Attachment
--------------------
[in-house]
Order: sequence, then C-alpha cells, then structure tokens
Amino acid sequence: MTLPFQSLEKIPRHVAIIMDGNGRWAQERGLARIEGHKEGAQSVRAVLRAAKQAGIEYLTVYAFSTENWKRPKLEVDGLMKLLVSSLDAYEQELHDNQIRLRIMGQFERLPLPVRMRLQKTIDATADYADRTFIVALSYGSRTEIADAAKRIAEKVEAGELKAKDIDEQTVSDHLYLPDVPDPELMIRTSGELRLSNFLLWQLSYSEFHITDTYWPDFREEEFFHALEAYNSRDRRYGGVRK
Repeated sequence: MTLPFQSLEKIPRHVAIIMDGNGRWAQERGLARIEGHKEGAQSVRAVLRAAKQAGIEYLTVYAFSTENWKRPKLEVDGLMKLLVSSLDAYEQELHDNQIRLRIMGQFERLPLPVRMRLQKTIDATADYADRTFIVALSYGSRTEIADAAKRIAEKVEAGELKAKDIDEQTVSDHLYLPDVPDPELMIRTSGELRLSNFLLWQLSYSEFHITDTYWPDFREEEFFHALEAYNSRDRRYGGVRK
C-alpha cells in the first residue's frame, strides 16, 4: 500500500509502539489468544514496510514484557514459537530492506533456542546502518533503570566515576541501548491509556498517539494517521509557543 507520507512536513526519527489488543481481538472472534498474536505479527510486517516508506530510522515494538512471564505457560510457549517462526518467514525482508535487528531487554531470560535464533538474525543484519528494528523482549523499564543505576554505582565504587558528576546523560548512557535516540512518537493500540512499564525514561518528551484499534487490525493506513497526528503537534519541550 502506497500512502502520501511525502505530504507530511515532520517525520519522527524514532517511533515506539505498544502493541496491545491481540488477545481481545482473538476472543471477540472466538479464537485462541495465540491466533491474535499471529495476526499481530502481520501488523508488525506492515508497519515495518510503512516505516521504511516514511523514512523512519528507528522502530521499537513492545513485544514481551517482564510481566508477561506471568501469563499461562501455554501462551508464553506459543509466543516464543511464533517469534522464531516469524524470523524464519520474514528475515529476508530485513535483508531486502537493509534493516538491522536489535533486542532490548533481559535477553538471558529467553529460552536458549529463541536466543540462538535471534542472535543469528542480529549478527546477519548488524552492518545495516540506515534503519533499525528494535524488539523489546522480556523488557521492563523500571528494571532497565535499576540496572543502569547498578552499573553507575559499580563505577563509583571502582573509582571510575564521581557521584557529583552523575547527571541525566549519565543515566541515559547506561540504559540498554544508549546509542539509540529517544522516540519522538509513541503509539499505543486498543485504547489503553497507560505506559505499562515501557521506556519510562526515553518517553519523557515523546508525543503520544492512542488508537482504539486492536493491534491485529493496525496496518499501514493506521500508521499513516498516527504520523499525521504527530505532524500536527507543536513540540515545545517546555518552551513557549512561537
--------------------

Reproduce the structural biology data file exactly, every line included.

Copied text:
[in-house]
Order: sequence, then C-alpha cells, then structure tokens
Amino acid sequence: MTLPFQSLEKIPRHVAIIMDGNGRWAQERGLARIEGHKEGAQSVRAVLRAAKQAGIEYLTVYAFSTENWKRPKLEVDGLMKLLVSSLDAYEQELHDNQIRLRIMGQFERLPLPVRMRLQKTIDATADYADRTFIVALSYGSRTEIADAAKRIAEKVEAGELKAKDIDEQTVSDHLYLPDVPDPELMIRTSGELRLSNFLLWQLSYSEFHITDTYWPDFREEEFFHALEAYNSRDRRYGGVRK
Repeated sequence: MTLPFQSLEKIPRHVAIIMDGNGRWAQERGLARIEGHKEGAQSVRAVLRAAKQAGIEYLTVYAFSTENWKRPKLEVDGLMKLLVSSLDAYEQELHDNQIRLRIMGQFERLPLPVRMRLQKTIDATADYADRTFIVALSYGSRTEIADAAKRIAEKVEAGELKAKDIDEQTVSDHLYLPDVPDPELMIRTSGELRLSNFLLWQLSYSEFHITDTYWPDFREEEFFHALEAYNSRDRRYGGVRK
C-alpha cells in the first residue's frame, strides 16, 4: 500500500509502539489468544514496510514484557514459537530492506533456542546502518533503570566515576541501548491509556498517539494517521509557543 507520507512536513526519527489488543481481538472472534498474536505479527510486517516508506530510522515494538512471564505457560510457549517462526518467514525482508535487528531487554531470560535464533538474525543484519528494528523482549523499564543505576554505582565504587558528576546523560548512557535516540512518537493500540512499564525514561518528551484499534487490525493506513497526528503537534519541550 502506497500512502502520501511525502505530504507530511515532520517525520519522527524514532517511533515506539505498544502493541496491545491481540488477545481481545482473538476472543471477540472466538479464537485462541495465540491466533491474535499471529495476526499481530502481520501488523508488525506492515508497519515495518510503512516505516521504511516514511523514512523512519528507528522502530521499537513492545513485544514481551517482564510481566508477561506471568501469563499461562501455554501462551508464553506459543509466543516464543511464533517469534522464531516469524524470523524464519520474514528475515529476508530485513535483508531486502537493509534493516538491522536489535533486542532490548533481559535477553538471558529467553529460552536458549529463541536466543540462538535471534542472535543469528542480529549478527546477519548488524552492518545495516540506515534503519533499525528494535524488539523489546522480556523488557521492563523500571528494571532497565535499576540496572543502569547498578552499573553507575559499580563505577563509583571502582573509582571510575564521581557521584557529583552523575547527571541525566549519565543515566541515559547506561540504559540498554544508549546509542539509540529517544522516540519522538509513541503509539499505543486498543485504547489503553497507560505506559505499562515501557521506556519510562526515553518517553519523557515523546508525543503520544492512542488508537482504539486492536493491534491485529493496525496496518499501514493506521500508521499513516498516527504520523499525521504527530505532524500536527507543536513540540515545545517546555518552551513557549512561537